Context space weather

Solar flares and coronal mass ejections (CMEs) are the most energetic events in the solar system, influencing a panorama of physical systems from the solar surface, through the inner heliosphere and onwards into geo-space. These events are a major contributor to space weather at Earth, and can from time to time significantly affect the performance of Earth- and space-based technological systems, such as terrestrial communications links, power grids, and satellite operations. Although significant progress has been made in understanding the fundamental physics of solar eruptions, accurate forecasting of these enigmatic events remains elusive.

Short warning window after flaring event calls for prediction

The main drivers of adverse space weather at Earth are solar flares and CMEs. Advances in the prediction of both are therefore central to protecting ground- and space-based assets from space weather. For flares, there is little early warning. When first observed, radiation emitted by the flare is already contributing to adverse conditions at Earth: radio bursts can directly interfere with global navigation satellite signals operating at microwave frequencies; UV and X-ray photons cause the ionosphere to expand, increasing drag on low-orbit satellites; X- and !-ray photons deliver high- dose exposures to astronauts during extravehicular activity. These effects can soon be followed by flare-accelerated solar energetic particles in tens of minutes.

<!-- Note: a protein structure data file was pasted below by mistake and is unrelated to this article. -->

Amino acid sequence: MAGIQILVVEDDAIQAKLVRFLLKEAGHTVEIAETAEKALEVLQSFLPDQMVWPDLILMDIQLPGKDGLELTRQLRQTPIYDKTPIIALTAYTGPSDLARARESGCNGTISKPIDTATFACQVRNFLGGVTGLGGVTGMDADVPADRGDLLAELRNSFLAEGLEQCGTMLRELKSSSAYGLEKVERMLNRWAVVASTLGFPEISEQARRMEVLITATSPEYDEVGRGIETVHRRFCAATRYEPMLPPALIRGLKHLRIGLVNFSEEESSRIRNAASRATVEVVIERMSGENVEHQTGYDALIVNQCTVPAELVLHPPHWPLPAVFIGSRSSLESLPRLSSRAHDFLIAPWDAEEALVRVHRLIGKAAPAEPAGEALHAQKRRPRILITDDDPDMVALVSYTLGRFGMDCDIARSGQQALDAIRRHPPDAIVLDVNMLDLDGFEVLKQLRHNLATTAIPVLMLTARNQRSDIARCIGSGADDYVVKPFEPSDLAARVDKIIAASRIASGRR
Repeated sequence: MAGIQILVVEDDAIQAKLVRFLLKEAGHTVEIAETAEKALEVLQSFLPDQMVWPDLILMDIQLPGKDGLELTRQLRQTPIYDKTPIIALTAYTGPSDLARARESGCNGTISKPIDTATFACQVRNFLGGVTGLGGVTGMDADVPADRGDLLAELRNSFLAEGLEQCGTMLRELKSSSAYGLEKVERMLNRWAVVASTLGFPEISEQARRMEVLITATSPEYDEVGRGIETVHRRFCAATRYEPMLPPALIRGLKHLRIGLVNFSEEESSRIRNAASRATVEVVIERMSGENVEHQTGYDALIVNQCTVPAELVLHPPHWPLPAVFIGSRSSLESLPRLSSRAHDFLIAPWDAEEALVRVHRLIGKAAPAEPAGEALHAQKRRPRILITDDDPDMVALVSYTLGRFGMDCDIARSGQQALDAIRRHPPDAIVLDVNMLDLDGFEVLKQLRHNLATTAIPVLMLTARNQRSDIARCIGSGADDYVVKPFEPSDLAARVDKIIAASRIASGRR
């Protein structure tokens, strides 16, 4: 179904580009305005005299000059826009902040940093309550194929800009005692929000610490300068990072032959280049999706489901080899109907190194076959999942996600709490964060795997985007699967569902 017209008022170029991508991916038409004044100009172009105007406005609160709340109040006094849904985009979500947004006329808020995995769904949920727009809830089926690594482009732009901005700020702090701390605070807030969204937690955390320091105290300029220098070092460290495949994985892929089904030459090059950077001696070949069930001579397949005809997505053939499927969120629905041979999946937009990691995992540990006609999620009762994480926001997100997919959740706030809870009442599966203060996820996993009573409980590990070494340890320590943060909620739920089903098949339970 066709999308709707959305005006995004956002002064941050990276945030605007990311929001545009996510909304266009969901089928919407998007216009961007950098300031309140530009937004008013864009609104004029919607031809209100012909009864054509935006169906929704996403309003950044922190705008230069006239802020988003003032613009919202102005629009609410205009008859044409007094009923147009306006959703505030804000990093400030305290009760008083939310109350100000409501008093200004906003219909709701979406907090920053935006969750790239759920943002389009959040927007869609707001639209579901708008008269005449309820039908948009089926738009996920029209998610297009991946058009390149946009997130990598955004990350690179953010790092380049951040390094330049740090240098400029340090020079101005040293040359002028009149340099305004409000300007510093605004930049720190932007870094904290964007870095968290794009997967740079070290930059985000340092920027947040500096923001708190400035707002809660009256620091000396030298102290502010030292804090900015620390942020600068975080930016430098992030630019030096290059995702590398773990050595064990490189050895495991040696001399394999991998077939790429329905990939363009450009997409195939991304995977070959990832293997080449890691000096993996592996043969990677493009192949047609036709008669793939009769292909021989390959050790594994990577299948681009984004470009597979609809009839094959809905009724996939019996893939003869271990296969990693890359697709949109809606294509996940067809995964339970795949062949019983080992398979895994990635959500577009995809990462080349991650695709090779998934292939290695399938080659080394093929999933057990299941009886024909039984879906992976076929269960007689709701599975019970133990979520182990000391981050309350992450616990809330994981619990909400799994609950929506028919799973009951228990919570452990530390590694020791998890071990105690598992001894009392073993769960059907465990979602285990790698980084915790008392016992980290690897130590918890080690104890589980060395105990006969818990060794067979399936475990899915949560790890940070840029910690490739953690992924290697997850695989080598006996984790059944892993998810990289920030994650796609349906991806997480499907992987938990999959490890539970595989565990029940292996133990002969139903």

Larger warning window for CMEs

In contrast, for CMEs there exists an early-warning window of typically 20 hours to 3.5 days, due to their lower speed of propagation through the heliosphere. However, the challenge with CMEs is a successful, timely case-by-case prediction of (i) the arrival time of the interplanetary CME at Earth and (ii) the degree of geoeffectiveness (i.e., the strength of the CME interaction with the terrestrial magnetosphere). Given the timescales involved, the most formidable of these prediction problems is clearly that of solar flares. That said, flares and CMEs often erupt from the same locations at the same time, so a robust method of flare prediction offers clues on whether a CME may occur.

Conditions leading to flaring

Flares typically occur in active regions and their occurrence is related to the size and complexity of the magnetic field (Sammis, Zirin & Tang 2000; Conlon et al., 2010). It is now known that sunspots are formed by the convective action of sub-surface fluid motions pushing magnetic flux tubes through the photosphere. These turbulent photospheric and sub-photospheric motions jostle these flux tubes around and, when the conditions are right, a flare is produced (McAteer et al., 2010). Currently the exact conditions that are necessary for or lead to flaring are not known. This is partly due to limitations in our observational capabilities and the existing active region characterization algorithms. FLARECAST will directly address the limitations of the latter.

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